Rather than immediately reaching for your phone, jumping into emails, or even throwing on running shoes, the key to a successful day is to calm the mind and the nervous system. Breathwork is one of the most effective ways to activate your parasympathetic nervous system (PNS). When the PNS is activated, we're less anxious and stressed out, more focused, and more creative. All good ingredients for major productivity, right?

The good news is, you can do a breathing routine from the comfort of your own bed, still in your jammies and all. There are many ways to practice breathwork, and what works for each individual person will vary. However, simple belly breathing is a technique most of use can do first thing in the morning - even without that first cup of coffee.

  • Sit or lay comfortably with your back straight.
  • Place one hand over your stomach, just below the ribcage, and your other hand over your chest.
  • Inhale deeply for 3-8 seconds through the nostrils, directing all air to your belly. Only your stomach should lift or expand, not your chest.
  • Breathe out through your mouth for 3-8 seconds.
  • Repeat 3-10 times.

You can also combine your breathwork with a meditation practice, prayer, or an affirmation for the day. Some examples of productivity affirmations include "I have endless energy to achieve my goals", "I will do everything I need to do today", or "I will conquer this day with a graceful heart and productive mind."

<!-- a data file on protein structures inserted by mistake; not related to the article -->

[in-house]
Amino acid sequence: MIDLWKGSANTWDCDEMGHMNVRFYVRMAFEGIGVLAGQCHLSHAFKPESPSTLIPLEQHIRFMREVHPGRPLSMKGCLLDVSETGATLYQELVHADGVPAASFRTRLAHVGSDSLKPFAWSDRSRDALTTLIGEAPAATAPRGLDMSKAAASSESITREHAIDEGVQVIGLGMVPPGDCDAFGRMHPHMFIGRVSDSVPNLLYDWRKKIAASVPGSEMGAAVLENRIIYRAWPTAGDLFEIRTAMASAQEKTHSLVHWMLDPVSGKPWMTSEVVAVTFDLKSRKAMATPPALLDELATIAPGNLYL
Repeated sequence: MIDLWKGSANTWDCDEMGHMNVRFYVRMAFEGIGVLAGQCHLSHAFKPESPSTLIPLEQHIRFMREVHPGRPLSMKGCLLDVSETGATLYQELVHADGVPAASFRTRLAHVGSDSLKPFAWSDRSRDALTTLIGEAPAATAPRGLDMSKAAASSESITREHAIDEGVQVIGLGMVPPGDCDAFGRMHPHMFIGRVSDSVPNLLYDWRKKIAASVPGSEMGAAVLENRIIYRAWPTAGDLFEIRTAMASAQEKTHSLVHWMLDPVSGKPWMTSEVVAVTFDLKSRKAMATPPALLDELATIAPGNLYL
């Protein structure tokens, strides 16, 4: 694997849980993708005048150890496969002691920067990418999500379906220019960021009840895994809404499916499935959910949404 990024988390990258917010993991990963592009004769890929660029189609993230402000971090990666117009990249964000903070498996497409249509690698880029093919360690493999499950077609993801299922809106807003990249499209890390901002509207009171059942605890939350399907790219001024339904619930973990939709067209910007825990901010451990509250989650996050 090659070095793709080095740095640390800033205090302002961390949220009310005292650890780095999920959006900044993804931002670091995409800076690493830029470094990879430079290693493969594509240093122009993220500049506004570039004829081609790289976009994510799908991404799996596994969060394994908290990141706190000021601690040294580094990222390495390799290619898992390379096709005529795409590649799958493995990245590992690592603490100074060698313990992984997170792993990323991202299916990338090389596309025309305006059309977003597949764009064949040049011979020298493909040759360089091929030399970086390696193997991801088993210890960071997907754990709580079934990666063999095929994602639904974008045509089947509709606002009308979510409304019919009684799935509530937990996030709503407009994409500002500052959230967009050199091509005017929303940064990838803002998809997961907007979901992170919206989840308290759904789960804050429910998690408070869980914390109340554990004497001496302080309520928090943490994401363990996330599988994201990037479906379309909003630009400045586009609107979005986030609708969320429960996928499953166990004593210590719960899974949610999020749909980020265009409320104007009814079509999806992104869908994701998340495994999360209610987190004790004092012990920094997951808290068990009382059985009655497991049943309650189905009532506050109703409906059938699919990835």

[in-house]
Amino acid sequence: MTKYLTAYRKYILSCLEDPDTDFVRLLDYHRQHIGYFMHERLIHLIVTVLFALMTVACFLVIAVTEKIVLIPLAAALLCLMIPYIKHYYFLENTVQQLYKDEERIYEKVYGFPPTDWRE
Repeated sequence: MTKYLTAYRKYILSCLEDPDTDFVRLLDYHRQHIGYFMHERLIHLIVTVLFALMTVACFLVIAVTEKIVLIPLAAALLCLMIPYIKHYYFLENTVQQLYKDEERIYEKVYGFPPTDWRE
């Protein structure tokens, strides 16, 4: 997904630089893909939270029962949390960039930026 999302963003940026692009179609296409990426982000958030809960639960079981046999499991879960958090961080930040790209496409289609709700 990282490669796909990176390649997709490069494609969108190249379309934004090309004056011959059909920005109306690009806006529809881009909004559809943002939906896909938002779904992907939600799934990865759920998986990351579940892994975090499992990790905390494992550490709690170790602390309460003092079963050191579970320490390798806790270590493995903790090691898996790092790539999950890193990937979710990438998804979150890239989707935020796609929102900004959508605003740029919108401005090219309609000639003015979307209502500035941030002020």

Morning Habit 2: Move

The second habit of a successful morning is some light movement.

Movement in the morning will help get your blood flowing to wake up your body and mind. The goal of this morning movement is not a stressful, exhausting workout, but rather a light to moderate intensity workout focusing on natural movement that you enjoy. This will create positive momentum for engaging in healthy habits throughout your entire day.

Some of the best ways to move first thing in the morning include:

  • Yoga
  • Qi-gong
  • Light stretching
  • Walking in the sunshine
  • A light bike ride or swim

If the weather permits, doing your morning movement outside is a great way to level-up your health and prepare your body for a productive day. Exposure to sunlight or blue light in the morning is highly important for setting and maintaining an optimal circadian rhythm, supporting optimal brain function, hormone production, metabolism, brain function, sleep patterns, and much more. When you get sunlight first thing in the morning, you're giving your body the signal that it's daytime. As a result, you'll likely have more energy and focus for the rest of the day.

Even if it isn't sunny and 70 degrees outside, don't shy away from the cold. It has benefits, too! Cold thermogenesis increases brown fat activity and calorie expenditure, increases levels of adiponectin, a protein that helps prevent inflammation and regulate blood glucose levels, strengthens the immune system, helps strengthen the nervous system and stress response, and so much more. Getting cold exposure in the morning, whether it's from cold water or being out in cold weather, is also just a great way to give your brain and body that 'kick in the pants' it needs to crush the day!